We are learning memory verses that teach our children the Biblical reasons to save in each of the 7 categories. This month for example, we are learning the verse for our Living Expenses bank (clothing store) : “For even when we were with you, this we commanded you, that if any would not work, neither should he eat.” 2 Thessalonians 3:10. By the end of the school year we will have memorized a verse that teaches about each coin bank, which helps give meaning and understanding to each one.


Short Term Savings–a gift store
Dowry–a cozy home
Long Term Savings–a rocket (future dreams)
Living Expenses–a clothing store
Charity and Missions–a lighthouse
Tithing–a church
Spending–a toy store

Right now we pay just a dime per job well done, and double pay for a job well done without any complaining ($.20). This usually adds up to about 6 dimes per day total, and Noah drops 1 dime each into 6 different coin banks every morning (until he can use math to figure percentages, we are keeping allocations to each coin bank equal so that it is easy). We figured that paying dimes is affordable and helps a kindergartener learn to count by 10’s. At this rate, Noah will have $3 each month to buy a toy from his “Spending Bank” savings, or save up all year for a bigger toy, like an inexpensive lego set, for example. It pricks my heart a little bit that he has to work so hard for seemingly so little. However, all 7 savings categories are important, and being faithful to each area teaches better financial stewardship than say, letting our child put 50% of his earnings towards buying things he wants for himself. Its a rude awakening when we have to grow up one day and realize that often the reality is we can/should only spend a little bit on ourselves, which is especially difficult if we are used to spending so much of our earnings all on ourselves throughout childhood.

But what if paying my children prevents them from truly serving? What if they only want to help around the house because there is pay in it?  Should there be times that they simply help to be helpful? Yes, that is the answer my heart settled on–there must still be times for them to exercise selfless serving with no expectation of monetary reward. For one thing, we have chosen not to pay on weekends. Mommy may also ask anytime for help with anything besides what is assigned on the Service Job Board, and the kids lend a hand without being paid. We also have designated times to simply practice serving from our heart. We set the timer for 30 minutes and call it “Observe and Serve Time.” (see below). Also, I encourage the kids to do a “Secret Serve,” which is doing something helpful for someone in secret.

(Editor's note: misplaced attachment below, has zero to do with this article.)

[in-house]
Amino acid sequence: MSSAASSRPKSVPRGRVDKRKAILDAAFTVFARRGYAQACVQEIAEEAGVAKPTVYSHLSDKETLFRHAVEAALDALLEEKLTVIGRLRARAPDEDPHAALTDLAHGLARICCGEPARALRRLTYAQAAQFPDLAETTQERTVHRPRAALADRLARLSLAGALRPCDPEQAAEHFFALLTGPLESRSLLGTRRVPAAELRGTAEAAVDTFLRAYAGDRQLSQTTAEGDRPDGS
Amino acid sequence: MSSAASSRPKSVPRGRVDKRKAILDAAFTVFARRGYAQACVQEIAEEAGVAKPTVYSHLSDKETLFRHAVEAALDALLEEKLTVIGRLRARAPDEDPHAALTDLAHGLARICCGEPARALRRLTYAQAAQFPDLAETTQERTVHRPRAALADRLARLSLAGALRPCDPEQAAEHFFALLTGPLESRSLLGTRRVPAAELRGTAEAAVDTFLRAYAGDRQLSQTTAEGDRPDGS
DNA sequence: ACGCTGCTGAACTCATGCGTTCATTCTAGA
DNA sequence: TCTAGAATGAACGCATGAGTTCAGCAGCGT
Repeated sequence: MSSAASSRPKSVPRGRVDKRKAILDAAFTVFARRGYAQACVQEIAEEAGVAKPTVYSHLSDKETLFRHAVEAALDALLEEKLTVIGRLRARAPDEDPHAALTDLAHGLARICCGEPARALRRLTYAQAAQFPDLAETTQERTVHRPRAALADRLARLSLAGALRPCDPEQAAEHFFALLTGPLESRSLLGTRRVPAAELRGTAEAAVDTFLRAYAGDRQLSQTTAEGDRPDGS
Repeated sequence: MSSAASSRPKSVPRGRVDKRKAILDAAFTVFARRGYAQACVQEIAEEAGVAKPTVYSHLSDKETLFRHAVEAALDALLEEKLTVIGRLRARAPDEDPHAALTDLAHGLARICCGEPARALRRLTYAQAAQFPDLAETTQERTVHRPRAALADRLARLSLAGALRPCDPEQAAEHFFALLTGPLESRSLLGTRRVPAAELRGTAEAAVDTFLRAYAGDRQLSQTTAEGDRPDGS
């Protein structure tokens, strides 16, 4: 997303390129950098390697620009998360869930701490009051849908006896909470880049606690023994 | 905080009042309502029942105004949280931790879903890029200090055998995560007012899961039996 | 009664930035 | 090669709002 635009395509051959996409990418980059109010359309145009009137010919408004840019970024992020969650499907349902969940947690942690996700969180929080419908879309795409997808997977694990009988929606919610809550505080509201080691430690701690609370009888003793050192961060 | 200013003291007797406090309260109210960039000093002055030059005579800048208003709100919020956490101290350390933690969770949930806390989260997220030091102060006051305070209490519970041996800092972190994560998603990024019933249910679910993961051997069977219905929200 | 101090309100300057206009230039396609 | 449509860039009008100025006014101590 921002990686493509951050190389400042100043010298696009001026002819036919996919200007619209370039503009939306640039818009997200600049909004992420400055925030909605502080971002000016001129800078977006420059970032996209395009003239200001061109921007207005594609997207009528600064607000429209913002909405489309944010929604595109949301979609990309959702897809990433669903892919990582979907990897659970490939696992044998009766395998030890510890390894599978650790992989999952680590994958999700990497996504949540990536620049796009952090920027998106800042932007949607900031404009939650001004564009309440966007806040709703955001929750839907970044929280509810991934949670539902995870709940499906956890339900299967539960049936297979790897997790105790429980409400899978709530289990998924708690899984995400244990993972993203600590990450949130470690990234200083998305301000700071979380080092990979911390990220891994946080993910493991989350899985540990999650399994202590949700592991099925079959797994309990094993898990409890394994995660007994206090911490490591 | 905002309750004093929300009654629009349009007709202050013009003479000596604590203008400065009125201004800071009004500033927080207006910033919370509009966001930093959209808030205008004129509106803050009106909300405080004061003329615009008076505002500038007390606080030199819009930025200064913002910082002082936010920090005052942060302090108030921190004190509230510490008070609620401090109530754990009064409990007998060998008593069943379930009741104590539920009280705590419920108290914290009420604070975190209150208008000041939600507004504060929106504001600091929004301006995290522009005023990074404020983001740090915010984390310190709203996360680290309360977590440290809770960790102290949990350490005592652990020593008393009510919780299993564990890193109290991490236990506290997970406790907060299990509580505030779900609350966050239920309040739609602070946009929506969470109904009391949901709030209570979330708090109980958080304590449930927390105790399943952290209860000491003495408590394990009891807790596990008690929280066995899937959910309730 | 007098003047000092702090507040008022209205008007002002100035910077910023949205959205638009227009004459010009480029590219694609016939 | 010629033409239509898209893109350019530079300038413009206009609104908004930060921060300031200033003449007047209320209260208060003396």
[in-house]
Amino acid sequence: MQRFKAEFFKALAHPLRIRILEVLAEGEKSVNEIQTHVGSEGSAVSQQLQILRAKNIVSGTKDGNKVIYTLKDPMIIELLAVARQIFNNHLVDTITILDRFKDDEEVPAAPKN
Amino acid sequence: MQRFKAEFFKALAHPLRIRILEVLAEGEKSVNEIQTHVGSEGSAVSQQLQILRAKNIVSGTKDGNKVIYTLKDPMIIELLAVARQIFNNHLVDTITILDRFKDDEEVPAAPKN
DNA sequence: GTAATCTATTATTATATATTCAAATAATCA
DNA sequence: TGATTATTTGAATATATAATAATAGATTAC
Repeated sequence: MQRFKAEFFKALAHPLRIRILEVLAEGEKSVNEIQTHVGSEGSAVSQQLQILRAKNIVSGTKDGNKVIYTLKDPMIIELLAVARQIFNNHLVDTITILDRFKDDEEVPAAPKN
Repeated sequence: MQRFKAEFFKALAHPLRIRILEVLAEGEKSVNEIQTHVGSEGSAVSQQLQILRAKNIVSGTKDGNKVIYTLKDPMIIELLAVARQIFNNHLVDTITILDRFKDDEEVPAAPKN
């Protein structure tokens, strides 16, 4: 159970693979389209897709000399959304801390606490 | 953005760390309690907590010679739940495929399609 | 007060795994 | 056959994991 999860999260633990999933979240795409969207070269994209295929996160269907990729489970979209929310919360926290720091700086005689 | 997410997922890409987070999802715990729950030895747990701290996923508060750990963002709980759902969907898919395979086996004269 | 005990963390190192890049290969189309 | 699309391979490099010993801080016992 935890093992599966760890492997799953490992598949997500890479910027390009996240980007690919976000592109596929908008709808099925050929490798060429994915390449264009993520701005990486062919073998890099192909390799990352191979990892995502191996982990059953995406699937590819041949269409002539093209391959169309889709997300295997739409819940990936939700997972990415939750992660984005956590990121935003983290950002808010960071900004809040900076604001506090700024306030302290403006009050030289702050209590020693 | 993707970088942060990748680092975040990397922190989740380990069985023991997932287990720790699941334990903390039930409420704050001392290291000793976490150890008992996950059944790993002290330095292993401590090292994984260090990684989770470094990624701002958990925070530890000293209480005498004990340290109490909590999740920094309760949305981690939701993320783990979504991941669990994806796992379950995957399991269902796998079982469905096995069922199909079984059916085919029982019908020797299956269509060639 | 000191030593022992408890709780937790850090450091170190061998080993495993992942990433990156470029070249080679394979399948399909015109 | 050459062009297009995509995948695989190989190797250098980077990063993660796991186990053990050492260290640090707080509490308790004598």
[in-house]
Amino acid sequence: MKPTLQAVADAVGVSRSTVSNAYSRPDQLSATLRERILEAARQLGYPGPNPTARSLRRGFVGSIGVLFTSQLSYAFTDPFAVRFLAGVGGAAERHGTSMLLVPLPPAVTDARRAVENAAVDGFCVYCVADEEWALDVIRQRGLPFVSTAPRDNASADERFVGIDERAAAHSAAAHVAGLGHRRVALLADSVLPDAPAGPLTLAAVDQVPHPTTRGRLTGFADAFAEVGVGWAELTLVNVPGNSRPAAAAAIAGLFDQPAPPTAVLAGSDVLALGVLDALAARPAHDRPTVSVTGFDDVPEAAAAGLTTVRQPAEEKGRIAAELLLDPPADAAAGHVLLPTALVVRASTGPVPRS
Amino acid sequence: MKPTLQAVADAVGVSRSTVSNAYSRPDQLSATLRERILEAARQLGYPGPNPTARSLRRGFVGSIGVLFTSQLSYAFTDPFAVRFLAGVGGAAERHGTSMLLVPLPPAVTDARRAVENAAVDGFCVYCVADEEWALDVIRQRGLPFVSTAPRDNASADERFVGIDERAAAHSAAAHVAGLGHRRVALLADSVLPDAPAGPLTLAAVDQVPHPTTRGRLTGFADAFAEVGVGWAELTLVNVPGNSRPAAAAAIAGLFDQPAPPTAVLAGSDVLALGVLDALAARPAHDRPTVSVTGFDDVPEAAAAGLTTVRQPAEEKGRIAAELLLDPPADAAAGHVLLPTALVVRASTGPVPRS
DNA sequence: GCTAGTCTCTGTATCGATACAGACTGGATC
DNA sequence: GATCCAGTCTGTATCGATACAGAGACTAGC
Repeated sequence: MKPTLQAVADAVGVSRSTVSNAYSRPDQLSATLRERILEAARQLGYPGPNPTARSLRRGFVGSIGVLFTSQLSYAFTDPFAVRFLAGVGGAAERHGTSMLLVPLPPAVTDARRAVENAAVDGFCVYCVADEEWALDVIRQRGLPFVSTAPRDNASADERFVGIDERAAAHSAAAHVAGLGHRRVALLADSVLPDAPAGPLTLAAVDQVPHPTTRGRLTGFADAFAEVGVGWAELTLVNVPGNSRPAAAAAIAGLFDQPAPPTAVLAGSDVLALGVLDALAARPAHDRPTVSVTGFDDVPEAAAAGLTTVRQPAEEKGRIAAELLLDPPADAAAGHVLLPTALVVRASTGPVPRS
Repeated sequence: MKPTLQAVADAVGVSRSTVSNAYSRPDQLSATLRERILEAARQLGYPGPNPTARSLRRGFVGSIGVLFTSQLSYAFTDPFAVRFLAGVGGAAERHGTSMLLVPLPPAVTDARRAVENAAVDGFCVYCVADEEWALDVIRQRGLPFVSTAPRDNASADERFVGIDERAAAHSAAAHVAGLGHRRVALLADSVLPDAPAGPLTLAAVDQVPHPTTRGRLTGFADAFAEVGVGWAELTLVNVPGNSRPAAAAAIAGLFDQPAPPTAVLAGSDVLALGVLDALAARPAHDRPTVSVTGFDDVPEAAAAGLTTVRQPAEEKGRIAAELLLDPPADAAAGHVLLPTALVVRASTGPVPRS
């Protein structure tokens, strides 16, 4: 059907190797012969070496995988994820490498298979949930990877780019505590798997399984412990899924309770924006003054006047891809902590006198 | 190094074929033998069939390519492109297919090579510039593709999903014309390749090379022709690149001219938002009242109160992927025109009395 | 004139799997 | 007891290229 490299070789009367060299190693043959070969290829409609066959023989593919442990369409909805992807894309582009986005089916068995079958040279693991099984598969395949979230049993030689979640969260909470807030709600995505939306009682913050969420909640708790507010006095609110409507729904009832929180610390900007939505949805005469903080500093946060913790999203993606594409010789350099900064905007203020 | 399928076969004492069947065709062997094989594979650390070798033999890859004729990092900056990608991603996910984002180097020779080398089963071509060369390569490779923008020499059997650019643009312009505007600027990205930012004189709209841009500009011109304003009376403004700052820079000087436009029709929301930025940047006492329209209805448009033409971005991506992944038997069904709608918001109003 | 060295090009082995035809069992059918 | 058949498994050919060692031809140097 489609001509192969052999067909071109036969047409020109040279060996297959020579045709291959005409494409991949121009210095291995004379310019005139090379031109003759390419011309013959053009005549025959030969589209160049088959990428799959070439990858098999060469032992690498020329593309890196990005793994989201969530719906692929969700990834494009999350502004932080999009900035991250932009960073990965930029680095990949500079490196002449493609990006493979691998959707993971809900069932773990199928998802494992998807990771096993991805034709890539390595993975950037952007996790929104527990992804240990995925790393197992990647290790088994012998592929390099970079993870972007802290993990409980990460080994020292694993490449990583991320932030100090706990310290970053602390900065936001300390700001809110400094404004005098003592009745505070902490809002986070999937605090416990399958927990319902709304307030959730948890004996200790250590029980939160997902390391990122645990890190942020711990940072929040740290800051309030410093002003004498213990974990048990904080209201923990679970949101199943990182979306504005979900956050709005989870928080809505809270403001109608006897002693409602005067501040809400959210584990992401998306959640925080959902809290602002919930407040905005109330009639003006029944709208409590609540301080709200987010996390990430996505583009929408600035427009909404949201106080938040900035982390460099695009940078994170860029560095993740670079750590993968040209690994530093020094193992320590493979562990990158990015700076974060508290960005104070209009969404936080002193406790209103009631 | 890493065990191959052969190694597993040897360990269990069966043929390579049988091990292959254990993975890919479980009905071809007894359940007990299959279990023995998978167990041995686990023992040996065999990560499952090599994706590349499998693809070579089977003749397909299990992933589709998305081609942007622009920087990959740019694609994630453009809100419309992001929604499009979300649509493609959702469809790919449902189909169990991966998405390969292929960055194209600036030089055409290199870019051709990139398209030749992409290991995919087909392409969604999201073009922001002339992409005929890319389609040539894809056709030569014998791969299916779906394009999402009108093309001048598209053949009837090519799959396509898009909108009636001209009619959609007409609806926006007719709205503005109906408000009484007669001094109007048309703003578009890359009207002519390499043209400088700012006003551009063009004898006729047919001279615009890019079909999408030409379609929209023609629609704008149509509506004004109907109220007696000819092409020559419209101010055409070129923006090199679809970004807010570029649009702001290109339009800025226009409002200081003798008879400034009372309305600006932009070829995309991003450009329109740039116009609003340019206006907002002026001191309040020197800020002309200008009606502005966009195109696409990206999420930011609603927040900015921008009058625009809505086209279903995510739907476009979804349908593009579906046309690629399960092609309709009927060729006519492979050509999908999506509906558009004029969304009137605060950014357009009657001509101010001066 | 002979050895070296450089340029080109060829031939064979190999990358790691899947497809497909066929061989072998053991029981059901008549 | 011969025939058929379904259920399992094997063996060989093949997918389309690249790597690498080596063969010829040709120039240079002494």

This “Job” hierarchy below details my thoughts on the progression of learning to serve. Success in one level may indicate greater readiness for operating in the next level. :


Taking care of oneself everyday. Unpaid.

(washing and dressing, pick up own toys, wash own dishes,

clean own room, put away own laundry)

“Service Jobs”

Assigned jobs that help the family everyday. Paid.

(vacuuming the living room, wiping the table, dusting,

helping cooking a meal, sorting laundry, etc.)

“Observe and Serve Time”

Time set aside on select days to practice using our powers of observation

to look around and see what needs to be done, and then do it for each other.

No assigned jobs, work comes from the heart and of one’s own volition. Unpaid.

“True Serving”

Child/Teen finds needs all day long and meets them without being told what to do.

Training in the 3 previous levels is no longer needed once he/she is a true servant.

Consistently shows a true servants heart. Periodically rewarded in some way.


 What is your chore system? How do you encourage the habit of helpfulness at home?


    Sewing up his heart for Doris


    D is for Doris


Swan babies love Daddy swan


Faith decides to write a note


Noah starts trying to read his Bible. “A dream fulfilled is a tree of life.” Proverbs 13:12


Daniel enjoying some nut butter


Helper Noah


My girl building at Home Depot


Helpers Faith and Daniel Team Up


Brothers Reading


Our helper theme board. “Write the vision; make it plain on tablets, so he may run who reads it.” Habakkuk 2:2